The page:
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Tyler



Joined: 19 Nov 2009
Posts: 1216
Location: NC, USA
Tyler
As a side question, since I've been asking(IMO) too many hardware questions here: does anyone here belong to a good hardware related forum?

My new lappy has a super awsomo quadcore CPU(of which I have yet to see more than 50% usage), but sadly I didn't heed revolution's warning to look into all details. The GPU is lagging under games that my CPU laughs at and it's getting irritating.

PC Wizard says that I have a PCI Express(2.0) slot on my mobo, 2 ports are "populated" and 2 are not. Does that mean it can hold a GPU?
Post 03 Aug 2010, 00:04
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revolution
When all else fails, read the source


Joined: 24 Aug 2004
Posts: 17248
Location: In your JS exploiting you and your system
revolution
It depends upon the exact make and model. Open up all the user accessible panels and see what expansion slots have been made available. Usually only the memory and HDD are changeable.

Just because a chipset may support more PCI channels does not mean that have been physically routed to anywhere on the PCB.
Post 03 Aug 2010, 01:02
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Tyler



Joined: 19 Nov 2009
Posts: 1216
Location: NC, USA
Tyler
Memory and HDD are the only devices readily accessible. I take it that it's nearly impossible to upgrade something that the manufacturer doesn't intend for the user to access, am I right?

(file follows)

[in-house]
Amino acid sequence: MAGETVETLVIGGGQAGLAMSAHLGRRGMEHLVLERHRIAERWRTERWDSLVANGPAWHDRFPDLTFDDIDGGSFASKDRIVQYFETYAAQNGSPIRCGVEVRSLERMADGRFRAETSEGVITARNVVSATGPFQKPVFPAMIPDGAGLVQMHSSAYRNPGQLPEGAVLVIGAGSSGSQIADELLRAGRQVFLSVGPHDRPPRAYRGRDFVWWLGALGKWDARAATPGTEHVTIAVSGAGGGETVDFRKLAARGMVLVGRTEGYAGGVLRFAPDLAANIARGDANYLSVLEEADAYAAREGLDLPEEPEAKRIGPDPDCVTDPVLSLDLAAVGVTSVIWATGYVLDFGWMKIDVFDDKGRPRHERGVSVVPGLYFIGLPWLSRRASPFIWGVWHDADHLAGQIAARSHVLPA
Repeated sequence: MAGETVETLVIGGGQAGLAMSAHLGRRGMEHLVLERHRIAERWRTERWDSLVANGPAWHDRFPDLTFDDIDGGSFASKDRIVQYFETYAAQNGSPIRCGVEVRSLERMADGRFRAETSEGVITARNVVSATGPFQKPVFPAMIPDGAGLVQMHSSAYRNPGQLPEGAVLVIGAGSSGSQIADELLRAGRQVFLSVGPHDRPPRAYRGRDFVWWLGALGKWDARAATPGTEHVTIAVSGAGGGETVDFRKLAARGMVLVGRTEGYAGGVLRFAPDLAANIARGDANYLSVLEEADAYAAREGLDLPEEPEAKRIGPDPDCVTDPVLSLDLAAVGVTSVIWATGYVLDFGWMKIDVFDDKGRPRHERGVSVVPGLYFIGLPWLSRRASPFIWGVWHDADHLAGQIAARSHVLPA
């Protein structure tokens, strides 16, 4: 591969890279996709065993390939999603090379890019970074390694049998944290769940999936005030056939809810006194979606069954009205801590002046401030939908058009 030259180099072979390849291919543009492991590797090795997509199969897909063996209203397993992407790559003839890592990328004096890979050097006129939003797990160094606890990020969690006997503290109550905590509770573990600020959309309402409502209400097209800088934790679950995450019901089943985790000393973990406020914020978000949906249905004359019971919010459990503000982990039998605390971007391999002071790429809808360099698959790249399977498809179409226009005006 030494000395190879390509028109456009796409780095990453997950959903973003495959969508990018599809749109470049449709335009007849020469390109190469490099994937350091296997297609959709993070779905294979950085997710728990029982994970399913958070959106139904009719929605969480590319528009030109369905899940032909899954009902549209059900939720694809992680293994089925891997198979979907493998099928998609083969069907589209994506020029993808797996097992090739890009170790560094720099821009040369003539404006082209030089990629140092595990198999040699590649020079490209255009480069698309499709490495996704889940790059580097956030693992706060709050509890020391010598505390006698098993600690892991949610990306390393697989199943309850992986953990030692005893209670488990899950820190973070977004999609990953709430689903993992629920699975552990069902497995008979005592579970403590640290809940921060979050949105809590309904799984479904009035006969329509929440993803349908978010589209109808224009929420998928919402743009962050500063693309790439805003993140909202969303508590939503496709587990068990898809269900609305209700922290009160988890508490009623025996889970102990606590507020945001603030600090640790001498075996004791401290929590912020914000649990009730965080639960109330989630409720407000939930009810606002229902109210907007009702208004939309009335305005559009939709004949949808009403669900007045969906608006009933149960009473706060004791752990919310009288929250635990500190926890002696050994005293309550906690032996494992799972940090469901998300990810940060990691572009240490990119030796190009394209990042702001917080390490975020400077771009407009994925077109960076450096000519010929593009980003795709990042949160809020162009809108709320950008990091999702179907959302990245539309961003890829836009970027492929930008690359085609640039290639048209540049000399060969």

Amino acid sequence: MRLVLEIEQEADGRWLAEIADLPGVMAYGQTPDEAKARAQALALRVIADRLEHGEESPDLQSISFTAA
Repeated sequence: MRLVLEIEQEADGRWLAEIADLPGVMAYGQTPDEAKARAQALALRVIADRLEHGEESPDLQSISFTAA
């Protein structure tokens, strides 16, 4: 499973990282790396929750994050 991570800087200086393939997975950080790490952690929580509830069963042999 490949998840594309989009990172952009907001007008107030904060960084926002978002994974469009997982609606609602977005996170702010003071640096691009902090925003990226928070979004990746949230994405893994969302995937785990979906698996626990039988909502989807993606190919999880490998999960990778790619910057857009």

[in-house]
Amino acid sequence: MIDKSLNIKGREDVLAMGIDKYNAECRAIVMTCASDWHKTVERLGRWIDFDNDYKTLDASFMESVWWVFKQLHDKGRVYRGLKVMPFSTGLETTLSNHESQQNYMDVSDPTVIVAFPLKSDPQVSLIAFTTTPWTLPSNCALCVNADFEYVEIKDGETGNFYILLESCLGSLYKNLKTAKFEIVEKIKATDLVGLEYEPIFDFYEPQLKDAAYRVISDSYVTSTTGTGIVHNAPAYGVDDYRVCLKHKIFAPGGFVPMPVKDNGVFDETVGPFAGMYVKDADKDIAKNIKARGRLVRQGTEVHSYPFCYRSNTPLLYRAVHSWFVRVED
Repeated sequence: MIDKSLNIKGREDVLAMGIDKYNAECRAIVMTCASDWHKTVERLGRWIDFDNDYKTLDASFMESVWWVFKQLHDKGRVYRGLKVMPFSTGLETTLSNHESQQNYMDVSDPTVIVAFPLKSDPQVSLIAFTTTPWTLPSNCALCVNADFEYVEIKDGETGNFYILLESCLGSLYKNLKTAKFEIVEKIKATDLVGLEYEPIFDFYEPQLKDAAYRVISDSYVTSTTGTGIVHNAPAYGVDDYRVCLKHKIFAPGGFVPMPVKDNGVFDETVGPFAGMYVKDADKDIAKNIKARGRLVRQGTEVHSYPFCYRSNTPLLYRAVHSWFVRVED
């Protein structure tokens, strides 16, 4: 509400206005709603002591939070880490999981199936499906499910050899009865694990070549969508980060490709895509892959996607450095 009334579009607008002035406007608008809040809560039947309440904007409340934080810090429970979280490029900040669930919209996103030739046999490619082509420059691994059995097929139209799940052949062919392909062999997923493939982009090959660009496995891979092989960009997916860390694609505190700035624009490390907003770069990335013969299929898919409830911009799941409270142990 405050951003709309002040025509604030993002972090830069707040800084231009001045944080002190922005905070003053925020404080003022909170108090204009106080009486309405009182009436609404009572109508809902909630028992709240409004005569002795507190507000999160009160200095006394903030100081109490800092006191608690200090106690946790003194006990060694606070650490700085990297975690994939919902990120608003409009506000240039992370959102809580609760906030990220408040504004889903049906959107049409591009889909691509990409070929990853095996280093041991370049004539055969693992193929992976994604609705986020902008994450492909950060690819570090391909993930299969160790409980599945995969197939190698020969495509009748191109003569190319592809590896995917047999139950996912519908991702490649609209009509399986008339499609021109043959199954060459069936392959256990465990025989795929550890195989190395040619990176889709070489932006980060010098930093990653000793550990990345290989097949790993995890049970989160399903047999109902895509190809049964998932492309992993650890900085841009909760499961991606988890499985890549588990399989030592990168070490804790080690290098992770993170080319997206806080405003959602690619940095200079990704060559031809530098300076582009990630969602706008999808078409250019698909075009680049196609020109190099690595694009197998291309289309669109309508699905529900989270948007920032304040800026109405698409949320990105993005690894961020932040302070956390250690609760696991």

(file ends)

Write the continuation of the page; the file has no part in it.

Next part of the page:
Post 04 Aug 2010, 15:31
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Tyler



Joined: 19 Nov 2009
Posts: 1216
Location: NC, USA
Tyler
Just to be clear, the stock GPU is integrated. I guess I should've known just that fact that it'd be slow. I won't make the same mistake again.
Post 04 Aug 2010, 15:35
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Tyler



Joined: 19 Nov 2009
Posts: 1216
Location: NC, USA
Tyler
I've found another model of the same laptop, it's an exact copy(Same chipset even) except that it includes a much better (discrete) GPU. Does this have any meaning for my situation?

Another observation: There's another vent that isn't punched out. Suggesting that it could support more.

I realize I could have gotten the other (better) one, but I got this one with a miss understanding of what an ExpressCard is, thinking PCIe==ExpressCard. Soon after I realized I'd screwed up.

P.S. Thanks for your help/suggestions. Smile
Post 10 Aug 2010, 08:07
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Alphonso



Joined: 16 Jan 2007
Posts: 294
Alphonso
What laptop is it, make & model?
Post 10 Aug 2010, 10:29
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Tyler



Joined: 19 Nov 2009
Posts: 1216
Location: NC, USA
Tyler
Links to PDF detailed specs.

Toshiba Satellite A665D-S6051
Toshiba Satellite A665D-S6059 - The one with discrete GPU.
Post 10 Aug 2010, 11:08
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Alphonso



Joined: 16 Jan 2007
Posts: 294
Alphonso
Sorry Tyler I didn't see anything good for this. Does it come with some sort of return policy? Maybe you could exchange it for a different machine if you're unhappy with it.
Post 12 Aug 2010, 14:27
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guignol